Makin’ it Legal: Is it High Time?

“Yeah I’ll take some Filter Tips, a pack of Rizlas and some Skunk” This is the image that popped into my head when I opened page 10 of The Standard today – that of a 20-something man, with a paper under one arm and a blackberry in the other, popping down to the off-license around the corner on the way back from work for some Weed to help de-stress after a long day. And though this seems absurd to some, it might not be that far in the future.

A cross-party groups of peers in a report submitted today has recommended that low-harm drugs, such as Marijuana, should be decriminalized and their use regulated through sale in shops. This report has been introduced to try and revive the debate over the need for the reform of the UK’s 40-year old Misuse of Drugs Act. Peers involved in pushing these recommendations apparently feel that the UK’s current Drug policy just isn’t working and according to Ex-government drugs advisor Professor David Nutt, what is needed is more “sensible,rational” Drug regulation. The PM however begs to differ. He feels that the policy is sound and said speaking at Cambridge today he said that the numbers are coming down and the focus of the policy needs to continue to be on treatment. So even though there are people out there who want to enjoy a safe legal high and don’t mind the idea of the profits going towards the NHS, like with cigarettes, they are going to have to wait a bit longer.

Now most countries in the world are pretty united when it comes to the hardcore stuff – Heroine, Cocaine, Meth. But policies the world over differ when it comes to what are considered low-risk, recreational drugs such as Marijuana, Mushrooms or Ecstasy. Amsterdam is known the world over for being a haven of the high, with permitted sale and use of some recreational drugs in designated areas. However even they have made moves recently to restrict the particular circumference of the zone where such use is permitted and have cracked down on tourists who abuse the freedom. The United States, which has long been involved in the “War on Drugs” has legalized Marijuana for medical purposes in a number of States, including California and even the capital Washington DC.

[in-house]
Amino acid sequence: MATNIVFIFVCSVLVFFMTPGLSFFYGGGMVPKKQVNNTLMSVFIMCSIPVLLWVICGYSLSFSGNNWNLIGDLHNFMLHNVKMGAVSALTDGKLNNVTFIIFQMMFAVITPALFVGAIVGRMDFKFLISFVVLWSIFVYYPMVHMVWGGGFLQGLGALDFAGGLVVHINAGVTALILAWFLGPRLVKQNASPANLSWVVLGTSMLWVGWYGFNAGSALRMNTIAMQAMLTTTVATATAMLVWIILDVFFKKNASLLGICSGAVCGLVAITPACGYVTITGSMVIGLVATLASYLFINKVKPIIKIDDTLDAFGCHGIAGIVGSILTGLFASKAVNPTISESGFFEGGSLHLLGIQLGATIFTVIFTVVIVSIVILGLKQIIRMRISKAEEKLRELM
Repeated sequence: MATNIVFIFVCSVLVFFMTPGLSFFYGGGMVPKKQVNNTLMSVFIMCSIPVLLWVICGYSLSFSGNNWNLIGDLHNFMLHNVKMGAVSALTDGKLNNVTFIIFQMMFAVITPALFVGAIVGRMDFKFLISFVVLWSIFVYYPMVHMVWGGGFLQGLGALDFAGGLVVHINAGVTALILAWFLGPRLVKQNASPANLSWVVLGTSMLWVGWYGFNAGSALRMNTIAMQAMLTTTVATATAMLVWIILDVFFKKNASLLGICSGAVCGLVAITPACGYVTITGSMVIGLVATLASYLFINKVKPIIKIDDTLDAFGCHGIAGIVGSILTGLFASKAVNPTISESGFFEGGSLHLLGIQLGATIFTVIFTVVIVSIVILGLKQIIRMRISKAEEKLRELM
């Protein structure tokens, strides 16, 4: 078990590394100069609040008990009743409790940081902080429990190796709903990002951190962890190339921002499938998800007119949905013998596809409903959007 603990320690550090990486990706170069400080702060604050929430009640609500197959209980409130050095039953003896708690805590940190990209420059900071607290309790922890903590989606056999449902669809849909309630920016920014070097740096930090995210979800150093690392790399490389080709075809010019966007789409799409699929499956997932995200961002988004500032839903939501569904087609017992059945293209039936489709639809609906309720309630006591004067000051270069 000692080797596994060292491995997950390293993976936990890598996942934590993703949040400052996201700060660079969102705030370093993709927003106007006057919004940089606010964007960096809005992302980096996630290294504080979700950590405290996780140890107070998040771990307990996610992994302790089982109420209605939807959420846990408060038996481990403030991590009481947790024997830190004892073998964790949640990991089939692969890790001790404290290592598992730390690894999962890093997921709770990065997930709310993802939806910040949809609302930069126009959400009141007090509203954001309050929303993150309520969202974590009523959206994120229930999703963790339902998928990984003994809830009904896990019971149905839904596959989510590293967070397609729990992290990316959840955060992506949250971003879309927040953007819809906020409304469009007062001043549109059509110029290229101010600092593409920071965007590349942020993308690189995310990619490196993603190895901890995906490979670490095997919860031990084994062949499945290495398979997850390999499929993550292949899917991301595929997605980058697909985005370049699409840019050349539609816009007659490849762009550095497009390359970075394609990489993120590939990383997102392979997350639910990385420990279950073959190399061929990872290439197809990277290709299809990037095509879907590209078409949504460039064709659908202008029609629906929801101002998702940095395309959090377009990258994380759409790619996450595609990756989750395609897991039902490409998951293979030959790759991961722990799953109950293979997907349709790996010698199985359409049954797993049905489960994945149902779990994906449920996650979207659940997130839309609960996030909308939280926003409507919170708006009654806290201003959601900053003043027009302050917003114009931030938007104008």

This debate is just as prevalent in India, where as recently as November 12, 2012 The Times of India, one of India’s largest and most-respected News agencies, advocated a more “enlightened” approach to Marijuana usage, suggesting that it should be legalized following the legalization in Washington and Colorado. The truth is the recreational use of Marijuana was not traditionally considered a “social evil” or as deviant behavior. In fact it use and sale was legal right up till 1985 when the, now still in force, Narcotic Drugs and Psychotropic Substances (NDPS) Act, came into force. On Holi, the festival of colors, many people throughput the country freely and openly participate in the consumption of Bhaang (a by product of the female Marijuana plant) as a part of the festivities – from your average “lower class” villagers to the “elite” of Metropolitan societies at their fancy and lively Holi parties. Many arguments have been put forward in India for legalization (and they are similar if not identical to those put forward in other countries) – Taxing the, till now unregulated, flow of recreational drugs would mean a new and high source of income (India is considered to be one of the top exporters of Marijuana and its by product Hashish in the world); Bringing the sale of such drugs out of the shady underworld would make it safer for those who experiment and often suffer due to mixing or “cutting” of such drugs with other harmful adulterants (an argument that would bring such products under supervision similar to that provided by the Food Adulteration Act, which provides strict penalties for this involved in harm caused by mixing of outside pollutants into food grains);and of course, the protection of minors (if sale were age-regulated sale of Marijuana would be restricted just like Alcohol or Cigarettes).